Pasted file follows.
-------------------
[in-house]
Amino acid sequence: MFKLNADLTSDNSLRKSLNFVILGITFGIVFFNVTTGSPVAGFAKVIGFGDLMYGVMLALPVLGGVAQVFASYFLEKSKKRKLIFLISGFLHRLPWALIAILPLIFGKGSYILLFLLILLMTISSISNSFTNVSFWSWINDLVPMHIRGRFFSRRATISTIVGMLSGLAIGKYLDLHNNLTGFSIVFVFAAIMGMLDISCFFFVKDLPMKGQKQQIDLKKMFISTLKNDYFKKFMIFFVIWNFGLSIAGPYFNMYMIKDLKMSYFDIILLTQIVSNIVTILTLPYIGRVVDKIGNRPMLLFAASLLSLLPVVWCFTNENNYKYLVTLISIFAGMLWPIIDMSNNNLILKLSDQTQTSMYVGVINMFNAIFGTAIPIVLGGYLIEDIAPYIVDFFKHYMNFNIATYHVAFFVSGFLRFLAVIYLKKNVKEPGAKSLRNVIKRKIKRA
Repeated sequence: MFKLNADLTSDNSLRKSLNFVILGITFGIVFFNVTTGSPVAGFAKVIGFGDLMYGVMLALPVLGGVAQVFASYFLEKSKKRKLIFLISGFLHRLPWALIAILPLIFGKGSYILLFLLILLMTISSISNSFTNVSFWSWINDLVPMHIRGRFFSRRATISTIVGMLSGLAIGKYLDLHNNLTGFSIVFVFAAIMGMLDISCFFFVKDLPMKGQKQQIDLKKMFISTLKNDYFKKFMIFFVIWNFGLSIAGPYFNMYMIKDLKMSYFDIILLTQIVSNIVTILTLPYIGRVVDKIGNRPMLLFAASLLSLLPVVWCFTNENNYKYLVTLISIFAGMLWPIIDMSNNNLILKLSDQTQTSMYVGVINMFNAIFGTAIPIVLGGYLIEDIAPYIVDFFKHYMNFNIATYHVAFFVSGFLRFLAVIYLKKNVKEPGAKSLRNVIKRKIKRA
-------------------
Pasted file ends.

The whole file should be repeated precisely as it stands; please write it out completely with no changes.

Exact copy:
[in-house]
Amino acid sequence: MFKLNADLTSDNSLRKSLNFVILGITFGIVFFNVTTGSPVAGFAKVIGFGDLMYGVMLALPVLGGVAQVFASYFLEKSKKRKLIFLISGFLHRLPWALIAILPLIFGKGSYILLFLLILLMTISSISNSFTNVSFWSWINDLVPMHIRGRFFSRRATISTIVGMLSGLAIGKYLDLHNNLTGFSIVFVFAAIMGMLDISCFFFVKDLPMKGQKQQIDLKKMFISTLKNDYFKKFMIFFVIWNFGLSIAGPYFNMYMIKDLKMSYFDIILLTQIVSNIVTILTLPYIGRVVDKIGNRPMLLFAASLLSLLPVVWCFTNENNYKYLVTLISIFAGMLWPIIDMSNNNLILKLSDQTQTSMYVGVINMFNAIFGTAIPIVLGGYLIEDIAPYIVDFFKHYMNFNIATYHVAFFVSGFLRFLAVIYLKKNVKEPGAKSLRNVIKRKIKRA
Repeated sequence: MFKLNADLTSDNSLRKSLNFVILGITFGIVFFNVTTGSPVAGFAKVIGFGDLMYGVMLALPVLGGVAQVFASYFLEKSKKRKLIFLISGFLHRLPWALIAILPLIFGKGSYILLFLLILLMTISSISNSFTNVSFWSWINDLVPMHIRGRFFSRRATISTIVGMLSGLAIGKYLDLHNNLTGFSIVFVFAAIMGMLDISCFFFVKDLPMKGQKQQIDLKKMFISTLKNDYFKKFMIFFVIWNFGLSIAGPYFNMYMIKDLKMSYFDIILLTQIVSNIVTILTLPYIGRVVDKIGNRPMLLFAASLLSLLPVVWCFTNENNYKYLVTLISIFAGMLWPIIDMSNNNLILKLSDQTQTSMYVGVINMFNAIFGTAIPIVLGGYLIEDIAPYIVDFFKHYMNFNIATYHVAFFVSGFLRFLAVIYLKKNVKEPGAKSLRNVIKRKIKRA